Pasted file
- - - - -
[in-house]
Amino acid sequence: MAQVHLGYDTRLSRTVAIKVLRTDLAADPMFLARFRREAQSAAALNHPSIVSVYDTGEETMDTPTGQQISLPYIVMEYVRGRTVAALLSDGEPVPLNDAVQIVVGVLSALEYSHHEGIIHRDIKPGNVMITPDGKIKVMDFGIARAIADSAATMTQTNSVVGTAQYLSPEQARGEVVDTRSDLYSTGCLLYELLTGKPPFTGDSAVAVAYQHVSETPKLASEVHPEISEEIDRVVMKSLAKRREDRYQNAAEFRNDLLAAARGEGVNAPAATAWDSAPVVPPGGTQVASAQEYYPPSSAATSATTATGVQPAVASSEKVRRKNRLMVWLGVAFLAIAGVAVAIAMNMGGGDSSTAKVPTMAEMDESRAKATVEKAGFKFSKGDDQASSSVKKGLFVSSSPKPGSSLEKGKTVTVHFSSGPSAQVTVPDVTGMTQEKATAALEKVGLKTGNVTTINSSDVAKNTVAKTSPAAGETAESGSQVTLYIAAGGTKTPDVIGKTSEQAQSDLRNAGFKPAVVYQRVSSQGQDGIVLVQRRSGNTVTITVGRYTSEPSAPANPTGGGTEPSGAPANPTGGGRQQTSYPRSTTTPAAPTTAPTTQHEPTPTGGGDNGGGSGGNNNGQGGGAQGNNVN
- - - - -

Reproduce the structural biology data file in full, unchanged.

[in-house]
Amino acid sequence: MAQVHLGYDTRLSRTVAIKVLRTDLAADPMFLARFRREAQSAAALNHPSIVSVYDTGEETMDTPTGQQISLPYIVMEYVRGRTVAALLSDGEPVPLNDAVQIVVGVLSALEYSHHEGIIHRDIKPGNVMITPDGKIKVMDFGIARAIADSAATMTQTNSVVGTAQYLSPEQARGEVVDTRSDLYSTGCLLYELLTGKPPFTGDSAVAVAYQHVSETPKLASEVHPEISEEIDRVVMKSLAKRREDRYQNAAEFRNDLLAAARGEGVNAPAATAWDSAPVVPPGGTQVASAQEYYPPSSAATSATTATGVQPAVASSEKVRRKNRLMVWLGVAFLAIAGVAVAIAMNMGGGDSSTAKVPTMAEMDESRAKATVEKAGFKFSKGDDQASSSVKKGLFVSSSPKPGSSLEKGKTVTVHFSSGPSAQVTVPDVTGMTQEKATAALEKVGLKTGNVTTINSSDVAKNTVAKTSPAAGETAESGSQVTLYIAAGGTKTPDVIGKTSEQAQSDLRNAGFKPAVVYQRVSSQGQDGIVLVQRRSGNTVTITVGRYTSEPSAPANPTGGGTEPSGAPANPTGGGRQQTSYPRSTTTPAAPTTAPTTQHEPTPTGGGDNGGGSGGNNNGQGGGAQGNNVN